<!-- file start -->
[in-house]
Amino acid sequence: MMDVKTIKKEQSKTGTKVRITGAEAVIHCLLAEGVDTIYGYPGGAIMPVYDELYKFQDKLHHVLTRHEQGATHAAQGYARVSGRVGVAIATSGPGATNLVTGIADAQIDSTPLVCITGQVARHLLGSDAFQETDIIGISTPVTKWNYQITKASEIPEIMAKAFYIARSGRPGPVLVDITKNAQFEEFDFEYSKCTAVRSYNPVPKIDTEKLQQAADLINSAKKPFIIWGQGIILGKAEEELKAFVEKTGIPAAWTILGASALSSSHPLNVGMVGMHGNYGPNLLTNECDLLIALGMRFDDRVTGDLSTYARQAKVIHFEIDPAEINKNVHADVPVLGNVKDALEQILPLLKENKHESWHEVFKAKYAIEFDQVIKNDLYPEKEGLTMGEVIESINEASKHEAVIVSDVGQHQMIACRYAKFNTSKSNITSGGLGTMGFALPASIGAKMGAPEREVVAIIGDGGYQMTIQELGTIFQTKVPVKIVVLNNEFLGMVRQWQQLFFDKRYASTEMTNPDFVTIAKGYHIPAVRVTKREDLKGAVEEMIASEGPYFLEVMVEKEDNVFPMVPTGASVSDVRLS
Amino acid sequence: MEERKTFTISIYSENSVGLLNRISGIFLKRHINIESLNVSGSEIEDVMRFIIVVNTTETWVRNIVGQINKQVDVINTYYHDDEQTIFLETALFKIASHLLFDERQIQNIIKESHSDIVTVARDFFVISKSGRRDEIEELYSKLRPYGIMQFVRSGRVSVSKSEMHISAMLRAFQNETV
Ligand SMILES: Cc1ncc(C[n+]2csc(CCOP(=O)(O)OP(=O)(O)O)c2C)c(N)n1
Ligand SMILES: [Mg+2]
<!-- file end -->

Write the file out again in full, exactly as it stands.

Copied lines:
[in-house]
Amino acid sequence: MMDVKTIKKEQSKTGTKVRITGAEAVIHCLLAEGVDTIYGYPGGAIMPVYDELYKFQDKLHHVLTRHEQGATHAAQGYARVSGRVGVAIATSGPGATNLVTGIADAQIDSTPLVCITGQVARHLLGSDAFQETDIIGISTPVTKWNYQITKASEIPEIMAKAFYIARSGRPGPVLVDITKNAQFEEFDFEYSKCTAVRSYNPVPKIDTEKLQQAADLINSAKKPFIIWGQGIILGKAEEELKAFVEKTGIPAAWTILGASALSSSHPLNVGMVGMHGNYGPNLLTNECDLLIALGMRFDDRVTGDLSTYARQAKVIHFEIDPAEINKNVHADVPVLGNVKDALEQILPLLKENKHESWHEVFKAKYAIEFDQVIKNDLYPEKEGLTMGEVIESINEASKHEAVIVSDVGQHQMIACRYAKFNTSKSNITSGGLGTMGFALPASIGAKMGAPEREVVAIIGDGGYQMTIQELGTIFQTKVPVKIVVLNNEFLGMVRQWQQLFFDKRYASTEMTNPDFVTIAKGYHIPAVRVTKREDLKGAVEEMIASEGPYFLEVMVEKEDNVFPMVPTGASVSDVRLS
Amino acid sequence: MEERKTFTISIYSENSVGLLNRISGIFLKRHINIESLNVSGSEIEDVMRFIIVVNTTETWVRNIVGQINKQVDVINTYYHDDEQTIFLETALFKIASHLLFDERQIQNIIKESHSDIVTVARDFFVISKSGRRDEIEELYSKLRPYGIMQFVRSGRVSVSKSEMHISAMLRAFQNETV
Ligand SMILES: Cc1ncc(C[n+]2csc(CCOP(=O)(O)OP(=O)(O)O)c2C)c(N)n1
Ligand SMILES: [Mg+2]